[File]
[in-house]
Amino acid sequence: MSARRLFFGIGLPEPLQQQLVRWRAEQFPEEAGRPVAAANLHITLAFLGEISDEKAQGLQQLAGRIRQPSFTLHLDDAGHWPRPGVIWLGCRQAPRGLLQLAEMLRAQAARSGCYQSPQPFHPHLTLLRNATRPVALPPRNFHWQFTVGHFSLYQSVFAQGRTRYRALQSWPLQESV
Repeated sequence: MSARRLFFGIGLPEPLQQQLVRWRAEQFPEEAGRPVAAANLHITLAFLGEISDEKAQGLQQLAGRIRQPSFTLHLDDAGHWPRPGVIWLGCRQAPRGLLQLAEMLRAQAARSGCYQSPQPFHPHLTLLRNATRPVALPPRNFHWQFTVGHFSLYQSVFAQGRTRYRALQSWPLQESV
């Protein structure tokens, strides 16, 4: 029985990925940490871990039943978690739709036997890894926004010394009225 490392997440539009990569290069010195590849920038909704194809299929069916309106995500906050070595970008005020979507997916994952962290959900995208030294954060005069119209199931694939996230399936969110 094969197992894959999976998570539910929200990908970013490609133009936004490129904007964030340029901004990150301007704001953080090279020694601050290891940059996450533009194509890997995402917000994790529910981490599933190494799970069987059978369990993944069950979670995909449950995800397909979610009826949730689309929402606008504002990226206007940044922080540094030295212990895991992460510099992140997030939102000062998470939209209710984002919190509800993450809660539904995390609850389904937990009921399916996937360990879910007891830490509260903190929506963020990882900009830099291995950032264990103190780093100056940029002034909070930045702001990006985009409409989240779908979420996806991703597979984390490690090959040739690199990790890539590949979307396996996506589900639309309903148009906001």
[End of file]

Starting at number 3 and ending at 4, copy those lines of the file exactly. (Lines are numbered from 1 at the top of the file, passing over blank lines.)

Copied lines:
Repeated sequence: MSARRLFFGIGLPEPLQQQLVRWRAEQFPEEAGRPVAAANLHITLAFLGEISDEKAQGLQQLAGRIRQPSFTLHLDDAGHWPRPGVIWLGCRQAPRGLLQLAEMLRAQAARSGCYQSPQPFHPHLTLLRNATRPVALPPRNFHWQFTVGHFSLYQSVFAQGRTRYRALQSWPLQESV
């Protein structure tokens, strides 16, 4: 029985990925940490871990039943978690739709036997890894926004010394009225 490392997440539009990569290069010195590849920038909704194809299929069916309106995500906050070595970008005020979507997916994952962290959900995208030294954060005069119209199931694939996230399936969110 094969197992894959999976998570539910929200990908970013490609133009936004490129904007964030340029901004990150301007704001953080090279020694601050290891940059996450533009194509890997995402917000994790529910981490599933190494799970069987059978369990993944069950979670995909449950995800397909979610009826949730689309929402606008504002990226206007940044922080540094030295212990895991992460510099992140997030939102000062998470939209209710984002919190509800993450809660539904995390609850389904937990009921399916996937360990879910007891830490509260903190929506963020990882900009830099291995950032264990103190780093100056940029002034909070930045702001990006985009409409989240779908979420996806991703597979984390490690090959040739690199990790890539590949979307396996996506589900639309309903148009906001």